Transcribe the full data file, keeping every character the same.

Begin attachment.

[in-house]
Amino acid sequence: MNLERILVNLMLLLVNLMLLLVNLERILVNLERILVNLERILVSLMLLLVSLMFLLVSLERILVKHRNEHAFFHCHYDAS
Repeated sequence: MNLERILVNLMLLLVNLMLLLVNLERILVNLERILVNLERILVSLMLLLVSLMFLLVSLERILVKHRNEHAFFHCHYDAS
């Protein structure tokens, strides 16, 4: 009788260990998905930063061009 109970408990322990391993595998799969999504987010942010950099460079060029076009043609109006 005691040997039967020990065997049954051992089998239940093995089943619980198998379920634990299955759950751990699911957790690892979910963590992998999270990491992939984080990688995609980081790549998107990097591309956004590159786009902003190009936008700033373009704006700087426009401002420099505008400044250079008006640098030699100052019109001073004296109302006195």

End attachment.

[in-house]
Amino acid sequence: MNLERILVNLMLLLVNLMLLLVNLERILVNLERILVNLERILVSLMLLLVSLMFLLVSLERILVKHRNEHAFFHCHYDAS
Repeated sequence: MNLERILVNLMLLLVNLMLLLVNLERILVNLERILVNLERILVSLMLLLVSLMFLLVSLERILVKHRNEHAFFHCHYDAS
């Protein structure tokens, strides 16, 4: 009788260990998905930063061009 109970408990322990391993595998799969999504987010942010950099460079060029076009043609109006 005691040997039967020990065997049954051992089998239940093995089943619980198998379920634990299955759950751990699911957790690892979910963590992998999270990491992939984080990688995609980081790549998107990097591309956004590159786009902003190009936008700033373009704006700087426009401002420099505008400044250079008006640098030699100052019109001073004296109302006195």